Rumpl Blankets

Necessity is the mother of invention, and quite often, the best-selling products offer solutions to everyday problems. I’d not heard of Rumpl Blankets before writing this piece, but within 10 minutes, I was sold.

Rumpl began their journey “in the back of a van,” where on a surf/ski trip through California, the founders awoke to freezing temperatures and a van that wouldn’t start (sounds familiar). As they waited for assistance, they bundled up in their sleeping bags and acknowledged how much better the materials felt and performed compared to what was on their beds back home. A resolve was made to create a “sleeping bag blanket,” and upon returning home, the first Rumpl “Puffy” blanket was handsewn in their apartment.

The team realized that “the materials typically found in everyday blankets hadn’t evolved in hundreds of years—the entire category wasn’t utilizing any of the material innovation that was taking place in apparel, outdoor gear, and activewear.” Thus, the Rumpl brand was born.

They pitched the product to Kickstarter, were funded in less than 24 hours, and ultimately achieved 10 times the original campaign goal. I’m not surprised, as this is a brilliant product, offering an elegant, functionally superior replacement to traditional household blankets. As someone living in a van, I’m always on the lookout for innovative products that make life on the road more comfortable. The opportunity to replace my heavy, bulky, and poorly insulated bedding with one of Rumpl’s lightweight, compressible, and thermally superior down or synthetic blankets is a no-brainer.

Further still, this is a company that “look to the future responsibly,” and in 2019, completely redesigned their core line of blankets to use only 100-percent post-consumer-recycled materials. As a result, Rumpl now recycles over five million discarded plastic bottles every year. They’re a member of 1% For The Planet (giving one percent of all revenue to environmental non-profits), are certified carbon neutral, and in 2021, became a Certified B Corporation (meeting the highest standards of verified social and environmental performance, public transparency, and legal accountability to balance profit and purpose). Now, that’s a company I can get behind. So, what about the blankets themselves?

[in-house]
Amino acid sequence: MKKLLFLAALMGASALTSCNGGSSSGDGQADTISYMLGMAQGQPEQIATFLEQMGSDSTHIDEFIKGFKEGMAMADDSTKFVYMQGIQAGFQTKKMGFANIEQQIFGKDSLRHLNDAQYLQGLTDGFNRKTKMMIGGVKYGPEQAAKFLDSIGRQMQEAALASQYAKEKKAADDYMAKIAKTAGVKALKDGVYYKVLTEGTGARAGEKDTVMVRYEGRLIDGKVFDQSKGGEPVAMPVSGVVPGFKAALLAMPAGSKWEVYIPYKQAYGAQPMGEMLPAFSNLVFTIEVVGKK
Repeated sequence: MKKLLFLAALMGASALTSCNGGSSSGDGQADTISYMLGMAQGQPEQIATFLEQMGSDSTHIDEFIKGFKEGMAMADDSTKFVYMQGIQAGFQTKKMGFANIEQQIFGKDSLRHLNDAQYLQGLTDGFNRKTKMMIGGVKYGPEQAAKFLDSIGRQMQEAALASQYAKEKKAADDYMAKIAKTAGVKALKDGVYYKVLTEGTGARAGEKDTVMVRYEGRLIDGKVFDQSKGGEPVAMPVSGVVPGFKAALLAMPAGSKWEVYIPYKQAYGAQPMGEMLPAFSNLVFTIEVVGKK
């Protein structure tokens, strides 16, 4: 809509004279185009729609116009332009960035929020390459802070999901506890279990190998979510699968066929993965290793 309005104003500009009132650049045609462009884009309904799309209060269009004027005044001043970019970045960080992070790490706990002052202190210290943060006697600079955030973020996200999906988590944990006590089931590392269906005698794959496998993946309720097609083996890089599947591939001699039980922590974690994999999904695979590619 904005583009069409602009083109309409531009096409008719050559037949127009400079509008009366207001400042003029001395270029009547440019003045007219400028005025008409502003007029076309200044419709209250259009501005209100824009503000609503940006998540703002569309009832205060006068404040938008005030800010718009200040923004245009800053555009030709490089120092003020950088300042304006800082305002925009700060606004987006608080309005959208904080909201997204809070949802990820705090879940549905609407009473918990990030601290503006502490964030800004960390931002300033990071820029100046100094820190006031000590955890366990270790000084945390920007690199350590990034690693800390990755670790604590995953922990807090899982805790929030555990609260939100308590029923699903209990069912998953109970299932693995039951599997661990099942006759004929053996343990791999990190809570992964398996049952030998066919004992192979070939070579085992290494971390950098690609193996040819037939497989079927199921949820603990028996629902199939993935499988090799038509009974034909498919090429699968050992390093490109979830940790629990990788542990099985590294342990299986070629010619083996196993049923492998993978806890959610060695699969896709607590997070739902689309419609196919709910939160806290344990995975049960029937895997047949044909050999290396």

Rumpl offers a diverse range of blankets for one or two persons (including lightweight travel options, the Nanoloft version weighing 0.7 pounds). Customers can choose from down, synthetic, or Nanoloft insulation and an array of tasteful colour schemes. Prices vary from $79 (for their Junior Original Puffy Blanket) right through to $400 for their premium Featherlite Down Blanket. Many of their most attractive colour schemes are only available in one-person sizes, so it’d be nice to see more two-person options in future. I’m particularly impressed by their Nanoloft technology, which is made up of tiny clusters of fiber that mimic the properties of down but are made from 100 percent recycled materials. Additionally, as someone living in a vehicle, I love that their blankets are so compressible, meaning they’re easily stowed away in a cupboard when not required (unlike the household bedding I’m accustomed to). A few other notable features are that they’re machine washable, stain/water resistant, integrate corner loops (allowing the blankets to be pegged down outside), and come with a water-resistant stuff sack.

No money in the bank, but gas in the tank. Our resident Bikepacking Editor Jack Mac is an exploration photographer and writer living full-time in his 1986 Vanagon Syncro but spends most days at the garage pondering why he didn’t buy a Land Cruiser Troopy. If he’s not watching the Lord of the Rings Trilogy, he can be found mountaineering for Berghaus, sea kayaking for Prijon, or bikepacking for Surly Bikes. Jack most recently spent two years on various assignments in the Arctic Circle but is now back in the UK preparing for his upcoming expeditions—looking at Land Cruisers. Find him on his website, Instagram, or on Facebook under Bicycle Touring Apocalypse.